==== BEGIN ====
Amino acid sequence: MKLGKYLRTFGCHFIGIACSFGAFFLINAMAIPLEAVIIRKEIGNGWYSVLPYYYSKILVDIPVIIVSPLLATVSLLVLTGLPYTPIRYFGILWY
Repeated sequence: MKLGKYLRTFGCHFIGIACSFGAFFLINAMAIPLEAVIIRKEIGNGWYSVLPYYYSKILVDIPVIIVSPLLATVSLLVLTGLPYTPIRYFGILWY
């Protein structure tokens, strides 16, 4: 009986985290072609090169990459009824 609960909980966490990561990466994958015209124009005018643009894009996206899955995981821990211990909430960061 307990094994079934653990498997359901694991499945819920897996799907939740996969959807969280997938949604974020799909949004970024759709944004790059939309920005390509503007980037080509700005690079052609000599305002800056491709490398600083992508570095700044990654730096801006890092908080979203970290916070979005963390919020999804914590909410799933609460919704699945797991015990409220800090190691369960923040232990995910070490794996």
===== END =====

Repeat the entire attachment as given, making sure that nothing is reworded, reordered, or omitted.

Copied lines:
Amino acid sequence: MKLGKYLRTFGCHFIGIACSFGAFFLINAMAIPLEAVIIRKEIGNGWYSVLPYYYSKILVDIPVIIVSPLLATVSLLVLTGLPYTPIRYFGILWY
Repeated sequence: MKLGKYLRTFGCHFIGIACSFGAFFLINAMAIPLEAVIIRKEIGNGWYSVLPYYYSKILVDIPVIIVSPLLATVSLLVLTGLPYTPIRYFGILWY
């Protein structure tokens, strides 16, 4: 009986985290072609090169990459009824 609960909980966490990561990466994958015209124009005018643009894009996206899955995981821990211990909430960061 307990094994079934653990498997359901694991499945819920897996799907939740996969959807969280997938949604974020799909949004970024759709944004790059939309920005390509503007980037080509700005690079052609000599305002800056491709490398600083992508570095700044990654730096801006890092908080979203970290916070979005963390919020999804914590909410799933609460919704699945797991015990409220800090190691369960923040232990995910070490794996």